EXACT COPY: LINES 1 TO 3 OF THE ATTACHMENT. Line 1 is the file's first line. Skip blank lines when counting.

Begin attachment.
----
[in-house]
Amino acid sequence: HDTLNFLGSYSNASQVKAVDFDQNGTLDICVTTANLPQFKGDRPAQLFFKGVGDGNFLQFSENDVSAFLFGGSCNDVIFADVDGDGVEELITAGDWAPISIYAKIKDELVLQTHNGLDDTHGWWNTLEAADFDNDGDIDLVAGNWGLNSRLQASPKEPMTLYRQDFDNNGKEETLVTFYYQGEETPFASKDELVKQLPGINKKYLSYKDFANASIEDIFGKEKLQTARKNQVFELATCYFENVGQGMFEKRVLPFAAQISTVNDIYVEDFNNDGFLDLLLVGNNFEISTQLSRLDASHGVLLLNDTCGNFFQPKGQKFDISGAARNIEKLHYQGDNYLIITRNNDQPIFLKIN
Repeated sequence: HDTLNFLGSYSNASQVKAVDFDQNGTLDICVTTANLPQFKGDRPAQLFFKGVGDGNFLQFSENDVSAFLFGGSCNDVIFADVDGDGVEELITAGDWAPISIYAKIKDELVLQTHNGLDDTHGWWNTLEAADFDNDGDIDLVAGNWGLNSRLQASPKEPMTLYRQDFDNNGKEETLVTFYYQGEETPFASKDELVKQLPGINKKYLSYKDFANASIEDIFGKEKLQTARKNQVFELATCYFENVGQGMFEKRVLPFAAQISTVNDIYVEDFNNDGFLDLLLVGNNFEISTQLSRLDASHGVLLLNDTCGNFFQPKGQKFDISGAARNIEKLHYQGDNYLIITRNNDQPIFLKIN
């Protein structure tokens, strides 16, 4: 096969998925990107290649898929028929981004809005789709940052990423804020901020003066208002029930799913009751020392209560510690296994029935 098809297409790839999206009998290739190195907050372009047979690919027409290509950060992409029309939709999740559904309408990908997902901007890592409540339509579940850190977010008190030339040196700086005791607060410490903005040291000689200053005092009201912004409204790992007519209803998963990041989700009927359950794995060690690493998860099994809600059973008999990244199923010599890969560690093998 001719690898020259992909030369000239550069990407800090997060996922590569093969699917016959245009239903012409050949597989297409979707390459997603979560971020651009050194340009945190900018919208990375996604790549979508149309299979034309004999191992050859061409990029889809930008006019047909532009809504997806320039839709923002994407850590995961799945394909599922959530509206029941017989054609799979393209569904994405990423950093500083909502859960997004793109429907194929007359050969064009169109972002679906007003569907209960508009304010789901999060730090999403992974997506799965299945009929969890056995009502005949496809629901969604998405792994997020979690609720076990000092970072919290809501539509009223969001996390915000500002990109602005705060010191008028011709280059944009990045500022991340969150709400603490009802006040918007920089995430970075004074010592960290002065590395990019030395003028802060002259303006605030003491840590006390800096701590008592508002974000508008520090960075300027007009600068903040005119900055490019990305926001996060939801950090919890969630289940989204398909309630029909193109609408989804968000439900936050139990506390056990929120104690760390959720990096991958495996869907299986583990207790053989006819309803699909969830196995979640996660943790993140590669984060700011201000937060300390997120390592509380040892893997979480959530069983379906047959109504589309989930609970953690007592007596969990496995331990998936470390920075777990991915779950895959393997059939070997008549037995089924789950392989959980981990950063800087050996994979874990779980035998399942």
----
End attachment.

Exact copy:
[in-house]
Amino acid sequence: HDTLNFLGSYSNASQVKAVDFDQNGTLDICVTTANLPQFKGDRPAQLFFKGVGDGNFLQFSENDVSAFLFGGSCNDVIFADVDGDGVEELITAGDWAPISIYAKIKDELVLQTHNGLDDTHGWWNTLEAADFDNDGDIDLVAGNWGLNSRLQASPKEPMTLYRQDFDNNGKEETLVTFYYQGEETPFASKDELVKQLPGINKKYLSYKDFANASIEDIFGKEKLQTARKNQVFELATCYFENVGQGMFEKRVLPFAAQISTVNDIYVEDFNNDGFLDLLLVGNNFEISTQLSRLDASHGVLLLNDTCGNFFQPKGQKFDISGAARNIEKLHYQGDNYLIITRNNDQPIFLKIN
Repeated sequence: HDTLNFLGSYSNASQVKAVDFDQNGTLDICVTTANLPQFKGDRPAQLFFKGVGDGNFLQFSENDVSAFLFGGSCNDVIFADVDGDGVEELITAGDWAPISIYAKIKDELVLQTHNGLDDTHGWWNTLEAADFDNDGDIDLVAGNWGLNSRLQASPKEPMTLYRQDFDNNGKEETLVTFYYQGEETPFASKDELVKQLPGINKKYLSYKDFANASIEDIFGKEKLQTARKNQVFELATCYFENVGQGMFEKRVLPFAAQISTVNDIYVEDFNNDGFLDLLLVGNNFEISTQLSRLDASHGVLLLNDTCGNFFQPKGQKFDISGAARNIEKLHYQGDNYLIITRNNDQPIFLKIN